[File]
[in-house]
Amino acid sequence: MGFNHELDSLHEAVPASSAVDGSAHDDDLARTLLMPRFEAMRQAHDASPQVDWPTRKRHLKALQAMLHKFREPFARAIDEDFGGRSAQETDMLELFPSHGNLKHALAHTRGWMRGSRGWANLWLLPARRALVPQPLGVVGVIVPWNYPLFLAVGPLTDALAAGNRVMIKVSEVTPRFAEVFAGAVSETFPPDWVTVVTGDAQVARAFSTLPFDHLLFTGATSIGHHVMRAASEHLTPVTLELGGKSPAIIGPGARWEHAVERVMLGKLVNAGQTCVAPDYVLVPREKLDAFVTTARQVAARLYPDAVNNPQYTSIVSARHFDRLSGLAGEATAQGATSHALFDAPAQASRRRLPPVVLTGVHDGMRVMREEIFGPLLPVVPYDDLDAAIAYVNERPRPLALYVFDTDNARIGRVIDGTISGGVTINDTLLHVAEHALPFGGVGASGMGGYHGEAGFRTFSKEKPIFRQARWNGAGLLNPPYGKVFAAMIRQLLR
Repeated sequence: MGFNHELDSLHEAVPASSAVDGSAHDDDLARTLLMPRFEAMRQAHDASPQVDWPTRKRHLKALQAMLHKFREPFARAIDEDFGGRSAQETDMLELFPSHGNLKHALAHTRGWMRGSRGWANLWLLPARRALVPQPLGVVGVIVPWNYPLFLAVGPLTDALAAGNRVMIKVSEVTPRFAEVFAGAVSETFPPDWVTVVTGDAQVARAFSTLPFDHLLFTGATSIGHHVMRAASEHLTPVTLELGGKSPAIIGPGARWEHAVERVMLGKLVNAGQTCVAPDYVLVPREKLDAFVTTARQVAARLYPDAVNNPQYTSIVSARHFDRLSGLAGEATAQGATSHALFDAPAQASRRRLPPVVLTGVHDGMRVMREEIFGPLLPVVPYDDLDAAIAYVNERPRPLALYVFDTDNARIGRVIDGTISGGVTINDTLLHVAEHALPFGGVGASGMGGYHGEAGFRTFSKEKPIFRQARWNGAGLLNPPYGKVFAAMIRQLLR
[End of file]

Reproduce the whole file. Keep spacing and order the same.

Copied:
[in-house]
Amino acid sequence: MGFNHELDSLHEAVPASSAVDGSAHDDDLARTLLMPRFEAMRQAHDASPQVDWPTRKRHLKALQAMLHKFREPFARAIDEDFGGRSAQETDMLELFPSHGNLKHALAHTRGWMRGSRGWANLWLLPARRALVPQPLGVVGVIVPWNYPLFLAVGPLTDALAAGNRVMIKVSEVTPRFAEVFAGAVSETFPPDWVTVVTGDAQVARAFSTLPFDHLLFTGATSIGHHVMRAASEHLTPVTLELGGKSPAIIGPGARWEHAVERVMLGKLVNAGQTCVAPDYVLVPREKLDAFVTTARQVAARLYPDAVNNPQYTSIVSARHFDRLSGLAGEATAQGATSHALFDAPAQASRRRLPPVVLTGVHDGMRVMREEIFGPLLPVVPYDDLDAAIAYVNERPRPLALYVFDTDNARIGRVIDGTISGGVTINDTLLHVAEHALPFGGVGASGMGGYHGEAGFRTFSKEKPIFRQARWNGAGLLNPPYGKVFAAMIRQLLR
Repeated sequence: MGFNHELDSLHEAVPASSAVDGSAHDDDLARTLLMPRFEAMRQAHDASPQVDWPTRKRHLKALQAMLHKFREPFARAIDEDFGGRSAQETDMLELFPSHGNLKHALAHTRGWMRGSRGWANLWLLPARRALVPQPLGVVGVIVPWNYPLFLAVGPLTDALAAGNRVMIKVSEVTPRFAEVFAGAVSETFPPDWVTVVTGDAQVARAFSTLPFDHLLFTGATSIGHHVMRAASEHLTPVTLELGGKSPAIIGPGARWEHAVERVMLGKLVNAGQTCVAPDYVLVPREKLDAFVTTARQVAARLYPDAVNNPQYTSIVSARHFDRLSGLAGEATAQGATSHALFDAPAQASRRRLPPVVLTGVHDGMRVMREEIFGPLLPVVPYDDLDAAIAYVNERPRPLALYVFDTDNARIGRVIDGTISGGVTINDTLLHVAEHALPFGGVGASGMGGYHGEAGFRTFSKEKPIFRQARWNGAGLLNPPYGKVFAAMIRQLLR